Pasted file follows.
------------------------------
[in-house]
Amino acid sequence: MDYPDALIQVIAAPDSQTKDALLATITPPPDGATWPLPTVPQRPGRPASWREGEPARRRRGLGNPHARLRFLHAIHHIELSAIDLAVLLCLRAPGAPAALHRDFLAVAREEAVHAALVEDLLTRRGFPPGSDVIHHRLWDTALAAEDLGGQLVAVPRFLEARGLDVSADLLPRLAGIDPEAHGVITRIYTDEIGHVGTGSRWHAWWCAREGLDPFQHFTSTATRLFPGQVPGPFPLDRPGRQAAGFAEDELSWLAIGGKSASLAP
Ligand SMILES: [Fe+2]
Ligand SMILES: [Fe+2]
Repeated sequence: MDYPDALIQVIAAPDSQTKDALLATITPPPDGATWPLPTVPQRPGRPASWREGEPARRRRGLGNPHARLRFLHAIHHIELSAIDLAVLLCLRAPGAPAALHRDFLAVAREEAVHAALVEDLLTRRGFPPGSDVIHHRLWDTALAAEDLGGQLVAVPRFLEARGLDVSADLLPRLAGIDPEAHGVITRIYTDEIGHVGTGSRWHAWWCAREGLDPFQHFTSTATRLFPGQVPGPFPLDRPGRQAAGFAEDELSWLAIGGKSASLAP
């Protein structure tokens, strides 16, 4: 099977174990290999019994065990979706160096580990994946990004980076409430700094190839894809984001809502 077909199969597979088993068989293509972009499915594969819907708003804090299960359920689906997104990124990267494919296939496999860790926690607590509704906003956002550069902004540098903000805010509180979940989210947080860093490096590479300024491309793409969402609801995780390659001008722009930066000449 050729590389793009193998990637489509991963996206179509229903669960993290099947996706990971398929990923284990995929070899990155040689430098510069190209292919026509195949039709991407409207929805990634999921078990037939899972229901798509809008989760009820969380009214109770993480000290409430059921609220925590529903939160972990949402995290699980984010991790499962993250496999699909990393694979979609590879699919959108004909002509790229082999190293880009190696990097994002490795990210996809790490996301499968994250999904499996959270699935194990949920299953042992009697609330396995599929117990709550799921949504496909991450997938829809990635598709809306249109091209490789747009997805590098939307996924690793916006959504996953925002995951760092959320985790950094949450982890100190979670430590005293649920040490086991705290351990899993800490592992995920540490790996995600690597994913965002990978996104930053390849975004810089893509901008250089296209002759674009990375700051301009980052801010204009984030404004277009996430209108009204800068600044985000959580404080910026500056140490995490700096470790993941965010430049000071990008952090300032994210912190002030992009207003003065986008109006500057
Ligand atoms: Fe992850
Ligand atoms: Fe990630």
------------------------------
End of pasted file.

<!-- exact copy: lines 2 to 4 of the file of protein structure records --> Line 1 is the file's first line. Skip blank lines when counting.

Amino acid sequence: MDYPDALIQVIAAPDSQTKDALLATITPPPDGATWPLPTVPQRPGRPASWREGEPARRRRGLGNPHARLRFLHAIHHIELSAIDLAVLLCLRAPGAPAALHRDFLAVAREEAVHAALVEDLLTRRGFPPGSDVIHHRLWDTALAAEDLGGQLVAVPRFLEARGLDVSADLLPRLAGIDPEAHGVITRIYTDEIGHVGTGSRWHAWWCAREGLDPFQHFTSTATRLFPGQVPGPFPLDRPGRQAAGFAEDELSWLAIGGKSASLAP
Ligand SMILES: [Fe+2]
Ligand SMILES: [Fe+2]